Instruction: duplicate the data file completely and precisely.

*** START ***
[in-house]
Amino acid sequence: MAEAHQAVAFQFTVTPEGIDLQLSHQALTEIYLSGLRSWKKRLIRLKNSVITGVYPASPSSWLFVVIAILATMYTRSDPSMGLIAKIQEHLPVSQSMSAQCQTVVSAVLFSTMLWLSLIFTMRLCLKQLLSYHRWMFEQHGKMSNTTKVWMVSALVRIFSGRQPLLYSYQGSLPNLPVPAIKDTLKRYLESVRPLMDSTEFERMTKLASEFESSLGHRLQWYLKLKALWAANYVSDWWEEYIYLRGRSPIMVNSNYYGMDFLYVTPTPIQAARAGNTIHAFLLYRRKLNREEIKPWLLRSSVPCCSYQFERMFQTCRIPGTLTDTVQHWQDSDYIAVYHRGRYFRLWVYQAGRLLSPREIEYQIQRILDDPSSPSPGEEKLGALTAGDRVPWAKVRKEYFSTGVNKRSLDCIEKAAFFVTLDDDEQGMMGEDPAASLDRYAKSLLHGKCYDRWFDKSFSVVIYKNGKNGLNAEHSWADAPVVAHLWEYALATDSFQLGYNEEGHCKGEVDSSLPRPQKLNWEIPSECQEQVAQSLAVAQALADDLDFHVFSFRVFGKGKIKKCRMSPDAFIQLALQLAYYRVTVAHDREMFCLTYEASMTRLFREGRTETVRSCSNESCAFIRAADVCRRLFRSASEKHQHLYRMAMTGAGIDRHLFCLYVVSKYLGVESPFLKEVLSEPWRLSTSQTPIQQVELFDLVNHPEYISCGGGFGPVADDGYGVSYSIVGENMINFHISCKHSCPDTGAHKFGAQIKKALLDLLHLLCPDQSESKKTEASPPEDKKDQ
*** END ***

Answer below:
[in-house]
Amino acid sequence: MAEAHQAVAFQFTVTPEGIDLQLSHQALTEIYLSGLRSWKKRLIRLKNSVITGVYPASPSSWLFVVIAILATMYTRSDPSMGLIAKIQEHLPVSQSMSAQCQTVVSAVLFSTMLWLSLIFTMRLCLKQLLSYHRWMFEQHGKMSNTTKVWMVSALVRIFSGRQPLLYSYQGSLPNLPVPAIKDTLKRYLESVRPLMDSTEFERMTKLASEFESSLGHRLQWYLKLKALWAANYVSDWWEEYIYLRGRSPIMVNSNYYGMDFLYVTPTPIQAARAGNTIHAFLLYRRKLNREEIKPWLLRSSVPCCSYQFERMFQTCRIPGTLTDTVQHWQDSDYIAVYHRGRYFRLWVYQAGRLLSPREIEYQIQRILDDPSSPSPGEEKLGALTAGDRVPWAKVRKEYFSTGVNKRSLDCIEKAAFFVTLDDDEQGMMGEDPAASLDRYAKSLLHGKCYDRWFDKSFSVVIYKNGKNGLNAEHSWADAPVVAHLWEYALATDSFQLGYNEEGHCKGEVDSSLPRPQKLNWEIPSECQEQVAQSLAVAQALADDLDFHVFSFRVFGKGKIKKCRMSPDAFIQLALQLAYYRVTVAHDREMFCLTYEASMTRLFREGRTETVRSCSNESCAFIRAADVCRRLFRSASEKHQHLYRMAMTGAGIDRHLFCLYVVSKYLGVESPFLKEVLSEPWRLSTSQTPIQQVELFDLVNHPEYISCGGGFGPVADDGYGVSYSIVGENMINFHISCKHSCPDTGAHKFGAQIKKALLDLLHLLCPDQSESKKTEASPPEDKKDQ